Anza-Borrego Desert State Park

Anza-Borrego Desert State Park, California's largest state park, offers a striking desert backdrop that bursts into vibrant color with the spring bloom.

Visitors can enjoy miles of hiking trails through diverse landscapes, including cactus fields, badlands, and palm oases.

The park's remote nature ensures a tranquil viewing experience, with wildflowers that include desert lilies, sand verbena, and ocotillo. Remember to visit the park's official website for bloom forecasts and guided tour information.

Antelope Valley California Poppy Reserve

Antelope Valley California Poppy ReserveAntelope Valley Poppy Reserve - by Vahe Martirosyan - Wikimedia is a protected area that showcases the state flower in all its glory. Situated in the Mojave Desert Grassland habitat, the reserve comes alive with rolling hills carpeted in orange poppies.

The site features over eight miles of trails, including a wheelchair-accessible trail, allowing everyone to partake in the beauty of the bloom.

The best times to visit are usually from mid-March to April, but the peak bloom varies each year, so checking the reserve's bloom updates is advisable.

Both locations offer unique experiences and breathtaking views of California's wildflowers. Whether you're trekking through the desert landscapes of Anza-Borrego or wandering the poppy-covered hills of Antelope Valley, these natural wonders provide a perfect backdrop for outdoor enthusiasts and photographers alike.

Before heading out, make sure to review each site's guidelines and recommendations to ensure a safe and enjoyable visit.

For other State Park locations, check this bloom report.

Whale and Dolphin Watching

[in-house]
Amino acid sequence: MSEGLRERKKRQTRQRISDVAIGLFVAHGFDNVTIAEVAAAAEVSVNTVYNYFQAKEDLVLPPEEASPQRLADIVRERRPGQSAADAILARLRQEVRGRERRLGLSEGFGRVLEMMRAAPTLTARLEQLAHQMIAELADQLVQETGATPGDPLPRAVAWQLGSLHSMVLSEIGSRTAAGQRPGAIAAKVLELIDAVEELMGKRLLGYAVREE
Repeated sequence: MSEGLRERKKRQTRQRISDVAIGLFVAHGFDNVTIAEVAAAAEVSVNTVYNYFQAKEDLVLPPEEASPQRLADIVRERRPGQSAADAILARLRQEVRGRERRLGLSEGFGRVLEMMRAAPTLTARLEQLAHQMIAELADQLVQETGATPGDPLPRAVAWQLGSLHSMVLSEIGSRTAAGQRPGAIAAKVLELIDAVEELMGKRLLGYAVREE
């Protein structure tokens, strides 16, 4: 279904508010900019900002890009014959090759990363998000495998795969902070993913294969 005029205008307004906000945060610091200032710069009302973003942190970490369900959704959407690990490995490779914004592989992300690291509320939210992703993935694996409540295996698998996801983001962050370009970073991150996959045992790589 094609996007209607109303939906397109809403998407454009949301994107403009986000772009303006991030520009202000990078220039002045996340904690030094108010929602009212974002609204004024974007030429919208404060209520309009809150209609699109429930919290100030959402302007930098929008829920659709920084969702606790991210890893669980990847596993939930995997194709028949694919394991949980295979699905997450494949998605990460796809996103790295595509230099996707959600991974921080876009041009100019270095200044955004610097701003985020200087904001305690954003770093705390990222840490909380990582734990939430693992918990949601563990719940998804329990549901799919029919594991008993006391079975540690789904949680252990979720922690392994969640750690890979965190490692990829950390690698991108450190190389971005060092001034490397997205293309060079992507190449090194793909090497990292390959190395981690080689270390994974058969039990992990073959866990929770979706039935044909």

Whale and Dolphin Watching anaheimer

Whale and Dolphin Watching - Ocean ExplorerEvery year the Whales make their journey between Alaska and Baja California. Along their migration route they pass by Southern California and thrill onlookers with their magnificent breaches and water spouts.

Several species of Whales pass by our shores but the two most common are the Giant Blue Whales and their relatives the Gray Whales.

The best way to admire those whales and their cousins the Dolphins is to take a boat cruise from one of the port towns along the coast. 

You can watch the Gray Whales during winter and early spring – or you can watch the Blue Whales and some Humpbacks during summer. You can always find lots of Dolphins. 

Tip: Whether you are going in winter or summer, dress warm or bring a jacket with you. The temperature seems to drop the further you go into the ocean. 

There are many tour operators along the coast. It is hard to decide whom to go with – but after some research – we decided to go with Newport Landing (Davey's Locker). This tour operator departs from Newport Beach - right next to the Fun Zone. They have more than 20 years of experience and can locate Whales and Dolphins with ease.